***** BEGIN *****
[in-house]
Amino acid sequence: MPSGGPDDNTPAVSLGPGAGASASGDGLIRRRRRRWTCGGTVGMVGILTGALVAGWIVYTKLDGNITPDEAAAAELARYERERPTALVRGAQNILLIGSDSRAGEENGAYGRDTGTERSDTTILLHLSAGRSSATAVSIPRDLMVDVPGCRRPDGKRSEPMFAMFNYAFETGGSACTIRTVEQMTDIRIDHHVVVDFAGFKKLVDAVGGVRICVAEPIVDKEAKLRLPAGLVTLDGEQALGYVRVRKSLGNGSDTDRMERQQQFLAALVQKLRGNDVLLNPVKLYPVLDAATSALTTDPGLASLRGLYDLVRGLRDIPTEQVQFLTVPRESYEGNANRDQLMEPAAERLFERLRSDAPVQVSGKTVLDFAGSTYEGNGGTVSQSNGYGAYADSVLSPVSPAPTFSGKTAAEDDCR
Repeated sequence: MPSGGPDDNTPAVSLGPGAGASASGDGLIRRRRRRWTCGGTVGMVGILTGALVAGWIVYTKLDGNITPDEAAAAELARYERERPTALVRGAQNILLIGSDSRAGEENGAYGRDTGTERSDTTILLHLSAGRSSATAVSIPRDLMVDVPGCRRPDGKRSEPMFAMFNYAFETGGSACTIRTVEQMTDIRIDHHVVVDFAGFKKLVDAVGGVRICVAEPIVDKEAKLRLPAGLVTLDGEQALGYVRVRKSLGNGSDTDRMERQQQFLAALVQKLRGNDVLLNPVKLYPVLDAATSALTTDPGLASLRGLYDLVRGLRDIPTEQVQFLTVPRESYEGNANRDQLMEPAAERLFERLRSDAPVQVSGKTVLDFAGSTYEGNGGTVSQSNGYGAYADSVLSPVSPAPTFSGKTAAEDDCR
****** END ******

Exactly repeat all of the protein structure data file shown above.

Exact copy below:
[in-house]
Amino acid sequence: MPSGGPDDNTPAVSLGPGAGASASGDGLIRRRRRRWTCGGTVGMVGILTGALVAGWIVYTKLDGNITPDEAAAAELARYERERPTALVRGAQNILLIGSDSRAGEENGAYGRDTGTERSDTTILLHLSAGRSSATAVSIPRDLMVDVPGCRRPDGKRSEPMFAMFNYAFETGGSACTIRTVEQMTDIRIDHHVVVDFAGFKKLVDAVGGVRICVAEPIVDKEAKLRLPAGLVTLDGEQALGYVRVRKSLGNGSDTDRMERQQQFLAALVQKLRGNDVLLNPVKLYPVLDAATSALTTDPGLASLRGLYDLVRGLRDIPTEQVQFLTVPRESYEGNANRDQLMEPAAERLFERLRSDAPVQVSGKTVLDFAGSTYEGNGGTVSQSNGYGAYADSVLSPVSPAPTFSGKTAAEDDCR
Repeated sequence: MPSGGPDDNTPAVSLGPGAGASASGDGLIRRRRRRWTCGGTVGMVGILTGALVAGWIVYTKLDGNITPDEAAAAELARYERERPTALVRGAQNILLIGSDSRAGEENGAYGRDTGTERSDTTILLHLSAGRSSATAVSIPRDLMVDVPGCRRPDGKRSEPMFAMFNYAFETGGSACTIRTVEQMTDIRIDHHVVVDFAGFKKLVDAVGGVRICVAEPIVDKEAKLRLPAGLVTLDGEQALGYVRVRKSLGNGSDTDRMERQQQFLAALVQKLRGNDVLLNPVKLYPVLDAATSALTTDPGLASLRGLYDLVRGLRDIPTEQVQFLTVPRESYEGNANRDQLMEPAAERLFERLRSDAPVQVSGKTVLDFAGSTYEGNGGTVSQSNGYGAYADSVLSPVSPAPTFSGKTAAEDDCR